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Can Jay Cutler Score with His New Meat Business? – Grub Street

Photo: Pat Dunford

Sometimes, great parenting advice comes from the most unexpected sources. Sometimes, that source is former NFL star and father of three Jay Cutler.

“If you try one bite and you don’t like it, that’s fine. But we’re at least going to try different things,” Cutler says of the dining advice he gives to his three children: Camden, Jaxon, and Saylor.

Cutler and I are comparing notes over Zoom on how to get our kids to eat balanced meals; I’m fairly certain those exact words have also come out of my mouth. Unlike me, however, the former professional quarterback meal-plans like Martha Stewart. “Every week I try to make something different,” he says of his cooking game plan, which he writes on a board for his kids at the top of the week. “I like to keep them on their toes because, you know, if you keep recycling something over and over again, they just say they don’t like it, which is insanity,” he says. “So I try to throw a different pitch at them every night.”

While the former Broncos and Bears player may not be widely known for his skills in the kitchen, Cutler has had a passion for butchery for many years. The impetus for our conversation — before getting sidetracked by our kids — is, in fact, his latest business venture, alongside master butcher Pat LaFrieda. CUTS: Jay Cutler x Pat LaFrieda is a new meat subscription box that the two began creating during COVID. For $195 a month, subscribers receive nine pounds of meat, which can include anything from New York strips and filet mignons to chicken tenders and sweet Italian sausage. All of the offerings come from American farms that are up to LaFrieda’s specific standards: The beef, for example, is uniformly grass-fed and corn-finished, and “processed humanely” following a procedure designed by famed animal-welfare advocate Temple Grandin.

While it’s not uncommon to see LaFrieda-branded burgers and meats at many of New York’s marquee restaurants, the butcher does not enter into partnerships like CUTS without vetting his co-founders as closely as he does his cows. But in Cutler, LaFrieda saw a butcher manqué. “The passion is there,” LaFrieda says. “He gets his hands dirty. He wants to know why certain techniques are used in different circumstances. And, when someone like myself sees someone of Jay’s stature — coming from a different profession — who has the same interests as me, it validates them very quickly.”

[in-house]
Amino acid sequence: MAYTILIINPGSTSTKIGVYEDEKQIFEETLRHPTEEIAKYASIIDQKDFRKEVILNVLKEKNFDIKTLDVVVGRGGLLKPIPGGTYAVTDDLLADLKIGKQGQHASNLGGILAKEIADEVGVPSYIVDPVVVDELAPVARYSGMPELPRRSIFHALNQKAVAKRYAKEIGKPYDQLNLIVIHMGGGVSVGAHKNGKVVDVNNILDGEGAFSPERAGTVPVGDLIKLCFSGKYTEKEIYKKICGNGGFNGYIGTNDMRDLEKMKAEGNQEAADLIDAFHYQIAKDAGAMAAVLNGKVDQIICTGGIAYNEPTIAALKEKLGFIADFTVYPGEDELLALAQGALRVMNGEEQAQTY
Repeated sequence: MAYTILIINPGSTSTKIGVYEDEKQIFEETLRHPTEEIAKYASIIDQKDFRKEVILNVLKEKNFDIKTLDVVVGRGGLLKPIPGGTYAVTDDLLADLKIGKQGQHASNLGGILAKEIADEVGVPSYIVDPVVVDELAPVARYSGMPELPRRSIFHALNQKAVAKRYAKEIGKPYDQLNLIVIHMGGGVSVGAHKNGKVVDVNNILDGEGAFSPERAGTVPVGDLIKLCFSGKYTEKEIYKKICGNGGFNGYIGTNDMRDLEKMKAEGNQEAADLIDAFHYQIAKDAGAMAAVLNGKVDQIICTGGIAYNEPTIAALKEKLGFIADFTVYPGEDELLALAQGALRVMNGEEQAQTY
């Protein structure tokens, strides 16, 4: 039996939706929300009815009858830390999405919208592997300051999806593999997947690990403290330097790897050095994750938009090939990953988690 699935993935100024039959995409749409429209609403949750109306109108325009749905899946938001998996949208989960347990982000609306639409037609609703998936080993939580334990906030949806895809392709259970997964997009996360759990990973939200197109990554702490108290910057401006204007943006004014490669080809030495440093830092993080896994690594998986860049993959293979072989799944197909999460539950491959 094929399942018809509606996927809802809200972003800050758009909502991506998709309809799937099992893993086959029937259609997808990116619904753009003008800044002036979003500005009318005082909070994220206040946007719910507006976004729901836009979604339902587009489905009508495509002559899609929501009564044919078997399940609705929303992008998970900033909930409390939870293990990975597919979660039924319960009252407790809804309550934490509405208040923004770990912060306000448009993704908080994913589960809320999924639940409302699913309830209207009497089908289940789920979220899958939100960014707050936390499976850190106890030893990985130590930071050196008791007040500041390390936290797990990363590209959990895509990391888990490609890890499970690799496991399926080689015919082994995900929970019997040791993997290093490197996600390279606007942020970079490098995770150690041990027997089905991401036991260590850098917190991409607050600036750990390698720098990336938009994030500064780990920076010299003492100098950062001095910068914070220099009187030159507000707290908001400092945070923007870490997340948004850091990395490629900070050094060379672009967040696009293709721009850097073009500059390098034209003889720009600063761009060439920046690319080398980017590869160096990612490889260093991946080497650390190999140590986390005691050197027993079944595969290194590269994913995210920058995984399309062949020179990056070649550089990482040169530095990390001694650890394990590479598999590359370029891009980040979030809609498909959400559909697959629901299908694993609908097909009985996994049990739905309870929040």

Those who don’t know Cutler from professional football may know him as Kristin Cavallari’s ex-husband; the former Laguna Beach star and Cutler filmed a reality show about their lives, Very Cavallari, for a few seasons. Both of these descriptors are certainly more glamorous than Cutler’s early years in small-town southern Indiana. But it was Cutler’s childhood — hunting deer and turkey with his father and celebrating birthdays with a plate of Rockwellian steak and baked potatoes — that laid the foundation for his love of meat and butchery. “That’s where we got our meat for the winter,” Cutler recalls of hunting deer. “We were in a super small town; we didn’t even have a restaurant there.”

Food became even more important as Cutler’s fledgling football career progressed. “I would eat an early dinner and then a late dinner,” he says of his teenage years. “I was just destroying the refrigerator.” And he wasn’t picky: “You grow up in Indiana in the ’90s, and you’re eating Doritos and all the other crap,” he says. But at age 27, Cutler was diagnosed with Type 1 diabetes, effectively putting an end to any sort of indiscriminate eating. “It was a massive change,” he says. “That’s when I really started noticing how food impacts not only my health, but my blood sugar and my mood.” A few years later, when he and Cavallari became parents, he became even more aware of the provenance of what he was putting on the table. “I wanted to provide the best possible food for them,” he says. The partnership with LaFrieda is finally his chance to put all his accumulated knowledge into a business plan.

It seems the meal-planning and food exposures are going well for the youngest Cutlers, by the way. “They’re great; they eat vegetables and the boys are big meat eaters. Our daughter is kind of hit or miss; she’s only 5, so she’ll give you some problems sometimes,” he says. This past year, continuing the tradition from when he was their age, he even took his boys hunting: “Both were successful, so it was fun to see,” he says.

As for this week’s menu? Cutler tells me it’s often fairly international. “I like to pull all kinds of stuff from the internet and just try to mix it up,” he says. “It’s important for me to give them a variety of food. And show them, you know, there’s a lot out there.”